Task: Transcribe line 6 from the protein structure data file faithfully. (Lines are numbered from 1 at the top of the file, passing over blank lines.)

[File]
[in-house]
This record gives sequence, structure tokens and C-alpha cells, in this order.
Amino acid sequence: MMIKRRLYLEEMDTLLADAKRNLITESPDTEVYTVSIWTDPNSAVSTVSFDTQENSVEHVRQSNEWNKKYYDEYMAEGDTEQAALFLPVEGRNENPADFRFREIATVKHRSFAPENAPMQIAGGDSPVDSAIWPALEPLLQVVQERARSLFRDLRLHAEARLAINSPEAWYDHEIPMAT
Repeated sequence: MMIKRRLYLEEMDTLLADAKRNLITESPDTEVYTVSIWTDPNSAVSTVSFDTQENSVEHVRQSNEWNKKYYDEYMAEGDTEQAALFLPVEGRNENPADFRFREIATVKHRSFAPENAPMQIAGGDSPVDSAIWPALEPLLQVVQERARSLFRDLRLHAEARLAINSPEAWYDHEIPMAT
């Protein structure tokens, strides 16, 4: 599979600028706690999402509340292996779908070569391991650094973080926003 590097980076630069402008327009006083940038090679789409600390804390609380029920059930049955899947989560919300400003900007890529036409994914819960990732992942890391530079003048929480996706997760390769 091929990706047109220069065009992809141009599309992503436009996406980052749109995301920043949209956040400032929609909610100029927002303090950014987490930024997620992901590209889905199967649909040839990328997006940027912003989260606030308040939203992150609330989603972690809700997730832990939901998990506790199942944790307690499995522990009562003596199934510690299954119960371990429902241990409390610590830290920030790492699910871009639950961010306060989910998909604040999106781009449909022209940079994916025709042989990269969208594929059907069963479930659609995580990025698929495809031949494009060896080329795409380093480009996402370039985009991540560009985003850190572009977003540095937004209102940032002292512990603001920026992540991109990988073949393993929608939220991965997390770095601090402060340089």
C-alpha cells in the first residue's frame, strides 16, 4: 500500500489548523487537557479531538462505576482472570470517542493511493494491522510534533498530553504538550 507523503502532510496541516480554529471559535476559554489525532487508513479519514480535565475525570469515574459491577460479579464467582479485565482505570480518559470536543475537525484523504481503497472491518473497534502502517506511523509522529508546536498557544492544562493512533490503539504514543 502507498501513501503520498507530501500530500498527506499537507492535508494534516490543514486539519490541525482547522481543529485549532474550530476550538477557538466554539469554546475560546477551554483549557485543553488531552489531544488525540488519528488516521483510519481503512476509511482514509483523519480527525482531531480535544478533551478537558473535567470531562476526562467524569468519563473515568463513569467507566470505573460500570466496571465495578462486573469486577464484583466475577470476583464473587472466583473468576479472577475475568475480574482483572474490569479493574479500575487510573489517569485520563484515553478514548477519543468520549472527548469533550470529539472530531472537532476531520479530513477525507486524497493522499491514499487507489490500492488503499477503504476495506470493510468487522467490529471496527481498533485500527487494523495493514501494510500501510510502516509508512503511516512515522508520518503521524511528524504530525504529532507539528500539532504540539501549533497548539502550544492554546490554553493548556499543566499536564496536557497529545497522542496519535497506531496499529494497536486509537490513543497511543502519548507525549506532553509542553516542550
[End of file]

C-alpha cells in the first residue's frame, strides 16, 4: 500500500489548523487537557479531538462505576482472570470517542493511493494491522510534533498530553504538550 507523503502532510496541516480554529471559535476559554489525532487508513479519514480535565475525570469515574459491577460479579464467582479485565482505570480518559470536543475537525484523504481503497472491518473497534502502517506511523509522529508546536498557544492544562493512533490503539504514543 502507498501513501503520498507530501500530500498527506499537507492535508494534516490543514486539519490541525482547522481543529485549532474550530476550538477557538466554539469554546475560546477551554483549557485543553488531552489531544488525540488519528488516521483510519481503512476509511482514509483523519480527525482531531480535544478533551478537558473535567470531562476526562467524569468519563473515568463513569467507566470505573460500570466496571465495578462486573469486577464484583466475577470476583464473587472466583473468576479472577475475568475480574482483572474490569479493574479500575487510573489517569485520563484515553478514548477519543468520549472527548469533550470529539472530531472537532476531520479530513477525507486524497493522499491514499487507489490500492488503499477503504476495506470493510468487522467490529471496527481498533485500527487494523495493514501494510500501510510502516509508512503511516512515522508520518503521524511528524504530525504529532507539528500539532504540539501549533497548539502550544492554546490554553493548556499543566499536564496536557497529545497522542496519535497506531496499529494497536486509537490513543497511543502519548507525549506532553509542553516542550